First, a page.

Cleonice Comino, the producer, reveals just how small the frontline production became and confirms that this wasn't a hastily thought through or intentionally shocking documentary:

When Jens decided he wanted to film this primarily on 16mm and complete it with a big HD-Cam as the supporting video-format, I saw trouble ahead. On the one hand, we wanted to be invisible or at least unrecognizable as the 'documentary-people', which is just possible with a very small or no crew at all. On the other hand, we had two cameras and all of the sound equipment. The only solution was that I would learn to run a sound-mixer and the rest of the audio gear and be the 'sound girl' while organizing the entire production; and Jens would run two cameras at the same time while directing and being the go-to person. And this is how we did it!...

...through all 18 months of filming...A laptop with all the script work was stolen in Barcelona (no back up of course); promised financial support was cancelled numerous times (always at the last second); and on top of all that, the entire 16mm camera kit was stolen in Prague...

...Shooting around 170 hours of footage was one thing. Getting it edited was a whole other story.
Starting in May 2007, we transcribed and logged the material, ending with more then 90 scenes edited into a rough cut. By the end of the year, the first screened and edited version was 5 hours long. This meant deleting entire characters and two thirds of the possible scenes.

Altogether it was a year of post-production.

I was really surprised reading all the film-makers write ups on the site and on the blog, and my initial thoughts about this being a different way of getting a pornographic film made were gone. This looks and sounds as though it has been a lot more thought through and might provide some genuine insight into people and their motives and thoughts at being in an industry that carries so much outspoken negativity from the public, but is enjoyed by a mostly silent audience.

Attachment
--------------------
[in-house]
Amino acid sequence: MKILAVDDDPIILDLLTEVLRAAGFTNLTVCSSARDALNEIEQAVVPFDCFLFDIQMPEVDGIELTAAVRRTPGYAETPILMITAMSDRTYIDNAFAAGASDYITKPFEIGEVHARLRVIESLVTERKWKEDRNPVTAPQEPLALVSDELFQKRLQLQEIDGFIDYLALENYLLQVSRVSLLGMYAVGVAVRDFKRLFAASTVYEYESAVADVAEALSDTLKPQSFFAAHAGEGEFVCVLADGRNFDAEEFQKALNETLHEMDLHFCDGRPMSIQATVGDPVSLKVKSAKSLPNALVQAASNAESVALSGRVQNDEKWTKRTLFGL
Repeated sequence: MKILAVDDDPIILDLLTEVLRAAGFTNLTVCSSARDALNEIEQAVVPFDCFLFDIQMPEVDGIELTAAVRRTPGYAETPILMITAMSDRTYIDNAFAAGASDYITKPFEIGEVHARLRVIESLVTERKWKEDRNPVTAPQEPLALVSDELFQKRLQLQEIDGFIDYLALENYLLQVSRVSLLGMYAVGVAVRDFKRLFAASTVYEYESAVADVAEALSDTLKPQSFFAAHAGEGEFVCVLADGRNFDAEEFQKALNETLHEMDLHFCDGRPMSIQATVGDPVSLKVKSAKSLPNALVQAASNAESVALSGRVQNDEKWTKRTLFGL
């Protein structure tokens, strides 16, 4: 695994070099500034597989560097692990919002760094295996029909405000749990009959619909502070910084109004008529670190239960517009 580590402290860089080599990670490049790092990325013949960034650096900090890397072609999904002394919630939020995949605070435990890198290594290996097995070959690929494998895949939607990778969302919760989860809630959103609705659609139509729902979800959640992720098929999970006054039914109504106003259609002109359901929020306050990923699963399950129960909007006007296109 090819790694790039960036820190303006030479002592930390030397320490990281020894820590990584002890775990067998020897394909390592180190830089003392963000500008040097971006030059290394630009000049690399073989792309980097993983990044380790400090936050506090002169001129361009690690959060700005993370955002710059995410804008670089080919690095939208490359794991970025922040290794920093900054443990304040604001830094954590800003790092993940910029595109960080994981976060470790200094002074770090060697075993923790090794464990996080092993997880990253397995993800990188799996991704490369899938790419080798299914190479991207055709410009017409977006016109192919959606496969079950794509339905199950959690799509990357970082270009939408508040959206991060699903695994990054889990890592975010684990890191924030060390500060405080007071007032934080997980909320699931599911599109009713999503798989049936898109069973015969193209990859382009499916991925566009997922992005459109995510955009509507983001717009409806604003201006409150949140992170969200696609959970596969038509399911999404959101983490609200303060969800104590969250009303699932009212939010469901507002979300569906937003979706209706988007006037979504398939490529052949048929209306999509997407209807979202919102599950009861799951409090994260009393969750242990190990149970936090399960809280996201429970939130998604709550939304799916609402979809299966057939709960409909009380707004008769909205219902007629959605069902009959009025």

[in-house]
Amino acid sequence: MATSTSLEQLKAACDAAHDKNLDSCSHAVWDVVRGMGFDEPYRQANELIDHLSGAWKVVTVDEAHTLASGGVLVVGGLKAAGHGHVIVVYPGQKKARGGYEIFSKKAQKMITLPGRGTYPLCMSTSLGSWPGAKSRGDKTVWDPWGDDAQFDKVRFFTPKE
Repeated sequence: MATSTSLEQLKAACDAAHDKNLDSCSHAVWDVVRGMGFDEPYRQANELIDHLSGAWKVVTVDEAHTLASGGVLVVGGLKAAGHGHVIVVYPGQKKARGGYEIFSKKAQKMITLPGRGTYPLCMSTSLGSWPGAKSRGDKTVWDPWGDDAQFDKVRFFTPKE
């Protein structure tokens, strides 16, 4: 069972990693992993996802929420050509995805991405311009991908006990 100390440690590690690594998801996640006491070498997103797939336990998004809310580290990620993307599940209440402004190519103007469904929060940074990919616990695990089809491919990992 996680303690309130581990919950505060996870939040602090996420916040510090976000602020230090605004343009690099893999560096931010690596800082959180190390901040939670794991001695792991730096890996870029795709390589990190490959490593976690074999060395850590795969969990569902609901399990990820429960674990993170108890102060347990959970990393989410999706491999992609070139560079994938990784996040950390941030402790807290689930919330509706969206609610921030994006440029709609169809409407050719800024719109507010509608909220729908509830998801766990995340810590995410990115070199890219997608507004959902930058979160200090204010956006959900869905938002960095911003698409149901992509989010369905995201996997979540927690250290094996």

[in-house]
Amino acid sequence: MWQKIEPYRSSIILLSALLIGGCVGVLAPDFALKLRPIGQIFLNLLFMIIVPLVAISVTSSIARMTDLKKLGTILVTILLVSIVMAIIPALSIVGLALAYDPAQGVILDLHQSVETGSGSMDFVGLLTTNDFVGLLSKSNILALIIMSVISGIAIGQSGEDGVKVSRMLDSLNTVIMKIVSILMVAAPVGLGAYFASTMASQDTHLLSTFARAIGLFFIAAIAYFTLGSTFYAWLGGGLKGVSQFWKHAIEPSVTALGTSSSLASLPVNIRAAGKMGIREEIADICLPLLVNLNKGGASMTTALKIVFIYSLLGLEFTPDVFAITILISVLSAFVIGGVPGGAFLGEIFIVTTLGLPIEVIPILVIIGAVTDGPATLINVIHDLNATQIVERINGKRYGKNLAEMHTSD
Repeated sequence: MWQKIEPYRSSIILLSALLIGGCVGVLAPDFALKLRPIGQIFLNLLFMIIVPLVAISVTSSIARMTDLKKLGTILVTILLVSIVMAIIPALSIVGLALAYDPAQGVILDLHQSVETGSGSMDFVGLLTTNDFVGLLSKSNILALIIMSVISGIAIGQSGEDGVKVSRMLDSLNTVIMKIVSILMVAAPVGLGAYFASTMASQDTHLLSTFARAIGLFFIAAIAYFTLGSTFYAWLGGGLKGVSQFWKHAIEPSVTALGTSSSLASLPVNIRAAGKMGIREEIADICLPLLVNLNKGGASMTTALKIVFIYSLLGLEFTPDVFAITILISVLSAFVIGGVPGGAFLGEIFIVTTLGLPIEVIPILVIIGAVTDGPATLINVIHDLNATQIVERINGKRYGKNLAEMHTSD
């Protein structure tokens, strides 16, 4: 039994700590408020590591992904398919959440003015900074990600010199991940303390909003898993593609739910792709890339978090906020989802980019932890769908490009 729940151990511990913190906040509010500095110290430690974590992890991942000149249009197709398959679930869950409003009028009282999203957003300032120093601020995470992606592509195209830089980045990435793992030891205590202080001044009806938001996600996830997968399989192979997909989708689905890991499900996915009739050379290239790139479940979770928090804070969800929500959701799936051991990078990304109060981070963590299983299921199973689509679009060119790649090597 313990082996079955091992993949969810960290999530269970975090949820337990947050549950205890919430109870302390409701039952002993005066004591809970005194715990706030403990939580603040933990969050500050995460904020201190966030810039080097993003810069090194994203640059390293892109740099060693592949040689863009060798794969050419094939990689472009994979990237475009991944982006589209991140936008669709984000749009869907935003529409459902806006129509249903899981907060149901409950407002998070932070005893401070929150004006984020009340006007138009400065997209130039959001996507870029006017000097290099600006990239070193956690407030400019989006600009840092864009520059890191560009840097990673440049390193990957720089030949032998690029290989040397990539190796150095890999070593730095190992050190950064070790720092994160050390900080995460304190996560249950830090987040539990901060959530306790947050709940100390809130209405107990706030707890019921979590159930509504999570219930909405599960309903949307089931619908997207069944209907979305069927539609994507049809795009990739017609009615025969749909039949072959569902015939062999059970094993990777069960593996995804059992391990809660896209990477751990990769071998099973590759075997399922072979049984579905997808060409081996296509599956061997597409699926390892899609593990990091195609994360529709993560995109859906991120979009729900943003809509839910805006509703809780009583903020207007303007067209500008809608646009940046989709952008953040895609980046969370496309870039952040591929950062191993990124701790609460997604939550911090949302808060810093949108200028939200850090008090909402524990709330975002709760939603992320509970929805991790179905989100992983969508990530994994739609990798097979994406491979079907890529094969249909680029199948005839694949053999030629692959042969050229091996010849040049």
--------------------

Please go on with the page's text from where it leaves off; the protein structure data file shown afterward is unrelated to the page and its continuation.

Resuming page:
One final quote caught my eye, because it really all is very interesting to read, and that's around what they began to find when the film was screened, because you can imagine the negative reaction that a film featuring footage of pornographic filming would garner.

...very surprising things happened during the test screenings: girls seemed to handle the movie better than their male counterparts; some viewers were deeply disturbed by things they thought they saw, but never happened.

You can read more on the official blog and on the official site, both of which I would suggest not checking at your work just because there area few topless shots here and there, and do have a look at the trailer.

For those in the know, some of the figures followed include Belladonna, Sasha Grey, Roxy Deville, Mia Rose, Audrey Hollander, Katja Kassin, Otto Bauer, Mark Spiegler, Jim Powers and John Stagliano, with some other appearances by Nina Hartley, Alicia Angel, Ashley Blue, Cindy Crawford, and more.

I'm certainly not one of these people that scream at the mere mention of pornography, but I do think that when it has been presented to a mainstream film audience it's either been for titillation or it comes with a biased agenda from the opening credits. This film looks like it might actually do neither and try to show a balanced and fair view of the actual people behind the scenes of an industry that carries such a taboo.

The real question is will people accept this as a documentary? Well with a screening at the Montréal Film Festival in August it's going straight to DVD, will it join those secret stashes of DVD's or will it become to be viewed as something more, perhaps getting the same type of attention that Inside Deep Throat received.



I think this looks interesting... and was that a porn awards ceremony??

Hi Richard,

thanks for the article! The next screening of "9to5 Days in Porn" will be at the Rio de Janeiro International Film Festival and at Raindance in London, so you are more than welcome to come:

Wednesday 8 October 22:00 The Rex Cinema, 21 Rupert Street, W1V 7FE

Cheers, Cleo

I'm not sure about that Billy, but there definitely is an awards ceremony scene in there as the credits on the site mention it.

Cleo, I would love to, but I'm not sure if I'd make the London screening due to lack of holidays this year and I'd definitely not make the Rio screening, more's the shame!

Let me know how it goes though, good luck with the screenings.